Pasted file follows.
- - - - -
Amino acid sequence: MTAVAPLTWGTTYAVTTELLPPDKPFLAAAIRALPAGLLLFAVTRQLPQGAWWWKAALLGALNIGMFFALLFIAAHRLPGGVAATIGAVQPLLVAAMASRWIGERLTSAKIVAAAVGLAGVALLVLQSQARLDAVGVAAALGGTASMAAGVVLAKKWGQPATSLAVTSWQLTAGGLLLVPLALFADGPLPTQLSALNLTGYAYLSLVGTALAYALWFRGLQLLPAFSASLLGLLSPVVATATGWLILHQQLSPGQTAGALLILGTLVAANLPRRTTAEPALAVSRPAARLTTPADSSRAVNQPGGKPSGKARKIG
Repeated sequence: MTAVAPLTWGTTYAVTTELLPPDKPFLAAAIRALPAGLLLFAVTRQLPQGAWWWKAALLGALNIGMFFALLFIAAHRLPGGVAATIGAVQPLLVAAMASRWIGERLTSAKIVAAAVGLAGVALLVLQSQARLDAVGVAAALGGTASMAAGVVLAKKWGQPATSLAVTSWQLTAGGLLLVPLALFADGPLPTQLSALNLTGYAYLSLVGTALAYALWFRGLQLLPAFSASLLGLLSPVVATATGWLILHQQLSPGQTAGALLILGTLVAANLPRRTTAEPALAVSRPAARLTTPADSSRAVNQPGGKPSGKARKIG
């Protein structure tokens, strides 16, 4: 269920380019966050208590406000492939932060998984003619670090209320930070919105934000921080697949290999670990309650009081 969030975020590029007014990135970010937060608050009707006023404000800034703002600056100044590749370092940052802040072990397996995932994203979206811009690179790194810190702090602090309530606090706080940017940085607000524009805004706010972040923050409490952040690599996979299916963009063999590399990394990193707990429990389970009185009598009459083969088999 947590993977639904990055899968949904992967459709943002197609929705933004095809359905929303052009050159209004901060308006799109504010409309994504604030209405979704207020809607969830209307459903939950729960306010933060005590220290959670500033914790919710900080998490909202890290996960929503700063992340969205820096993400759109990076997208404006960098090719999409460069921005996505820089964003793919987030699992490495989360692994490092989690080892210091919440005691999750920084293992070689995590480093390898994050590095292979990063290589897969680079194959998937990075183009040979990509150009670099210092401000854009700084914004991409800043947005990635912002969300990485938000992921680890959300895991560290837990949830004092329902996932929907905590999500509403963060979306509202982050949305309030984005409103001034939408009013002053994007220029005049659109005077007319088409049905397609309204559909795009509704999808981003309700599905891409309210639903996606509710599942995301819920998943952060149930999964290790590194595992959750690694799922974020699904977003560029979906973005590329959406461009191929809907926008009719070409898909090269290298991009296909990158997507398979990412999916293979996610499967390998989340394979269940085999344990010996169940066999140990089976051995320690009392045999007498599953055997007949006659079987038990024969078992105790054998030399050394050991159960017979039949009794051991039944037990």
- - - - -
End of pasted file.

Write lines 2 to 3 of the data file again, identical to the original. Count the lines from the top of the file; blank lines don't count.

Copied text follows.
Repeated sequence: MTAVAPLTWGTTYAVTTELLPPDKPFLAAAIRALPAGLLLFAVTRQLPQGAWWWKAALLGALNIGMFFALLFIAAHRLPGGVAATIGAVQPLLVAAMASRWIGERLTSAKIVAAAVGLAGVALLVLQSQARLDAVGVAAALGGTASMAAGVVLAKKWGQPATSLAVTSWQLTAGGLLLVPLALFADGPLPTQLSALNLTGYAYLSLVGTALAYALWFRGLQLLPAFSASLLGLLSPVVATATGWLILHQQLSPGQTAGALLILGTLVAANLPRRTTAEPALAVSRPAARLTTPADSSRAVNQPGGKPSGKARKIG
């Protein structure tokens, strides 16, 4: 269920380019966050208590406000492939932060998984003619670090209320930070919105934000921080697949290999670990309650009081 969030975020590029007014990135970010937060608050009707006023404000800034703002600056100044590749370092940052802040072990397996995932994203979206811009690179790194810190702090602090309530606090706080940017940085607000524009805004706010972040923050409490952040690599996979299916963009063999590399990394990193707990429990389970009185009598009459083969088999 947590993977639904990055899968949904992967459709943002197609929705933004095809359905929303052009050159209004901060308006799109504010409309994504604030209405979704207020809607969830209307459903939950729960306010933060005590220290959670500033914790919710900080998490909202890290996960929503700063992340969205820096993400759109990076997208404006960098090719999409460069921005996505820089964003793919987030699992490495989360692994490092989690080892210091919440005691999750920084293992070689995590480093390898994050590095292979990063290589897969680079194959998937990075183009040979990509150009670099210092401000854009700084914004991409800043947005990635912002969300990485938000992921680890959300895991560290837990949830004092329902996932929907905590999500509403963060979306509202982050949305309030984005409103001034939408009013002053994007220029005049659109005077007319088409049905397609309204559909795009509704999808981003309700599905891409309210639903996606509710599942995301819920998943952060149930999964290790590194595992959750690694799922974020699904977003560029979906973005590329959406461009191929809907926008009719070409898909090269290298991009296909990158997507398979990412999916293979996610499967390998989340394979269940085999344990010996169940066999140990089976051995320690009392045999007498599953055997007949006659079987038990024969078992105790054998030399050394050991159960017979039949009794051991039944037990």